"The perpetrators of these cowardly and barbaric acts do not represent any race, religion or creed," Prime Minister Najib Razak of Muslim-majority Malaysia told the summit.

    "They are terrorists."

    The Kuala Lumpur diplomatic-political meetings follow a trade-related forum in Manila earlier in the week that included many of the same leaders and similar expressions of concern over terrorism.

    Obama is on something of a victory lap for his newly signed 12-country Trans Pacific Partnership trade pact, which Washington is pushing signatories in the region to ratify so it can eventually be implemented.

    China's push to expand tiny atolls in the South China Sea into full islands capable of supporting a sustained military presence has also hung over the meetings.

    Obama met Saturday with his ASEAN counterparts, and a joint statement emerged that stressed the need to maintain freedom of navigation and over-flight in the South China Sea.

    Washington has warned that traffic through the South China Sea, a key conduit for world trade, could be threatened by China's moves.

    It recently sent US naval vessels to the region to stress the right to free passage, a move that angered Beijing.

    Earlier in Manila, Obama called on China to cease the island-building, while announcing hundreds of millions of dollars of new aid to regional allies worried by China's territorial assertiveness.

    China insists on sovereignty over virtually all the strategic and resource-endowed South China Sea, which also is claimed in part by a handful of other countries.

    Southeast Asian foreign ministers who met Friday in Kuala Lumpur issued a joint statement saying they were "seriously concerned" over the land reclamation.

    In Kuala Lumpur, Southeast Asia leaders will declare the establishment on Sunday of an "ASEAN Economic Community" (AEC), inspired by Europe.

    The move takes ASEAN a step closer to an envisioned single Southeast Asian market with free flow of goods, capital and skilled labour across borders.

    But the AEC's realisation remains a distant goal -- if it is ever fully achieved -- due to significant non-tariff and other barriers and large development gaps across the diverse region, and the declaration is largely symbolic

    Source: AFP


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  • Three Nigerian men wanted for duping Vietnamese women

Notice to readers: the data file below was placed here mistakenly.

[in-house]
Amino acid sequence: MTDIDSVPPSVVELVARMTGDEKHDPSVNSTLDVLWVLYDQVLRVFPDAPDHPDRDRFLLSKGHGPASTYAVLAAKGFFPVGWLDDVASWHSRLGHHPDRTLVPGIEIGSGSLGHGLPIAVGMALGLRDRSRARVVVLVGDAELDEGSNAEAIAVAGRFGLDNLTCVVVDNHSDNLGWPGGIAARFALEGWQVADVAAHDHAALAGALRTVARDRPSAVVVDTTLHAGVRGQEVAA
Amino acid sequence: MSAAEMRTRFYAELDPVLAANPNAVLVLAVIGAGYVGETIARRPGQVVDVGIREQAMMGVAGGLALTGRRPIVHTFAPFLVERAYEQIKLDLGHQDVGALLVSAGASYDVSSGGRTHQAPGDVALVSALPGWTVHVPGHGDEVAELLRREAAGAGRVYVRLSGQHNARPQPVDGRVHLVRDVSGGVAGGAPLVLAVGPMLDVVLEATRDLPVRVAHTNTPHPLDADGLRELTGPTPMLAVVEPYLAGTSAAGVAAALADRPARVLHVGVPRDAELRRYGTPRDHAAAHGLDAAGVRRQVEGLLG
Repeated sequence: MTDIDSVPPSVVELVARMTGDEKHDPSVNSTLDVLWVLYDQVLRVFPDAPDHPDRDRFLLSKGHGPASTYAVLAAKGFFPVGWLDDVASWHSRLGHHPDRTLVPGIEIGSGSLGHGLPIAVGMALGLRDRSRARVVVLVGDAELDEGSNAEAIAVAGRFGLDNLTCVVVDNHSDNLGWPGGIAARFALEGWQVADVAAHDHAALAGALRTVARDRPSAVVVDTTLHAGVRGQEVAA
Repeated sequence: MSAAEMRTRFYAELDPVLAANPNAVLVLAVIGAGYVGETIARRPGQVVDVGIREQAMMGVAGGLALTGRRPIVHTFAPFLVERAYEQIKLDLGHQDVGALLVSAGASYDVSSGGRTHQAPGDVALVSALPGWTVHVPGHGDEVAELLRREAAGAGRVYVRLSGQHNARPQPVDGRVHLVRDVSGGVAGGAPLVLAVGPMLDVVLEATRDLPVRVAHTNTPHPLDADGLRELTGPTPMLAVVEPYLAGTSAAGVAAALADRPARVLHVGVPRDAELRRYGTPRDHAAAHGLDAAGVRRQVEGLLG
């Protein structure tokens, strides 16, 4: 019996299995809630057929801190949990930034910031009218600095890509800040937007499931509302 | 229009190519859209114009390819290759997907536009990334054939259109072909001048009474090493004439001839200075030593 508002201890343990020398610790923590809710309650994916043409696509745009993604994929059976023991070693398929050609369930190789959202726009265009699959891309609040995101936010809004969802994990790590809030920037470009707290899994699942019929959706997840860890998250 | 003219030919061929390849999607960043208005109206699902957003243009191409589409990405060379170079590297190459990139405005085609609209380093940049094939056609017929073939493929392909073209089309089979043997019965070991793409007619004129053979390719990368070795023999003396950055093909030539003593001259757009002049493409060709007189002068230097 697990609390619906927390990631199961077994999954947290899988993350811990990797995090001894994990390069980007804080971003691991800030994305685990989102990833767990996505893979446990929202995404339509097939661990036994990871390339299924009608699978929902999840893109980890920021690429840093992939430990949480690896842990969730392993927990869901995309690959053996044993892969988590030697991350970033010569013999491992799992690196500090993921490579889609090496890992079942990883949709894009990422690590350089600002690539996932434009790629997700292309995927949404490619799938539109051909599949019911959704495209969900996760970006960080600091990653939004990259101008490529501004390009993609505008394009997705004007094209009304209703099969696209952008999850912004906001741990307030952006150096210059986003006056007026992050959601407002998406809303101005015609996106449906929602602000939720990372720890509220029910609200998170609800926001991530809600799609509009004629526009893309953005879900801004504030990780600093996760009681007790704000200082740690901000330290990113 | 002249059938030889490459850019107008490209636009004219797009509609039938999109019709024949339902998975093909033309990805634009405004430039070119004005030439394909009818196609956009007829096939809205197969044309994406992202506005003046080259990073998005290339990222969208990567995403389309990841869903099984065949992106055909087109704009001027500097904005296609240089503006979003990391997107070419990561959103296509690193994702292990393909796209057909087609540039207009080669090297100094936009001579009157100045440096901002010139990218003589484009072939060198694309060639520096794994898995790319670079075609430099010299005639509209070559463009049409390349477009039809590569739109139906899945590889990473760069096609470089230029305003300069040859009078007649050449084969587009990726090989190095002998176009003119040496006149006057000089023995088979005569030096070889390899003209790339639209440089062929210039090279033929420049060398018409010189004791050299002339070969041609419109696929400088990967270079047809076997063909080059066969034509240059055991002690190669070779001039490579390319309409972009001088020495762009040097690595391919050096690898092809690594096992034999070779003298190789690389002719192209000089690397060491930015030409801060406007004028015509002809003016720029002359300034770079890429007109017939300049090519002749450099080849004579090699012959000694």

21/Oct/2015 // 215 Viewers

    A picture of Nguyen Thi Ngoc Lan and a Nigerian man who cheated Vietnamese women through a series of online romance scams. — Photo cand.com.vn

     

    HA NOI (VNS) — The HCM City police are hunting for three Nigerian men who allegedly cheated a number of Vietnamese women of over VND1.6 billion (US$72,000) through a series of online romance scams.

    Chikelu Tobechukwu Samson, 33, Nkwocha Peter Emeka, 45, and Nmoruka Samuel Obumneme, 39, claimed to be in love with Vietnamese women they made friends with on the Internet.

    They promised to send the women valuable gifts and asked them to pay a sum of money for shipment, tax and other kinds of fees to their accomplices who impersonated as bank officers or shipment officials.

    The three suspects used to live in HCM City's District 7.

    At least 21 women have been swindled of more than VND1.6 billion ($72,000).

    Investigations revealed that the group had worked with Le Dung Tuyen, 28, Tran Thuyen Ly, and Nguyen Thi Ngoc Lan to create bank accounts for the victims to transfer their money.

    Ly and Tuyen have been arrested. Police are hunting for the woman. — VNS


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  • Strike delays hit Australian airports

    21/Sep/2015 // 113 Viewers

     AFP/File | The Australian Border Force has warned passengers travelling in and out of the country over the coming week may experience delays at international airports due to industrial action
    SYDNEY (AFP) - 
    Travellers using Australia's international airports faced delays on Monday and were warned of more to come as immigration and border force workers went on strike over pay and conditions.

    Morning peak-hour travel was held up with long queues forming in Sydney, which along with airports in Perth, Melbourne, Brisbane, Adelaide, Darwin, Coolangatta and Cairns experienced two-hour stoppages when staff walked out.

    "These workers are angry, they're under pressure, they face major cuts to their take-home pay and workplace rights and government simply hasn't listened," said Nadine Flood, secretary of the Community and Public Sector Union (CPSU) representing workers.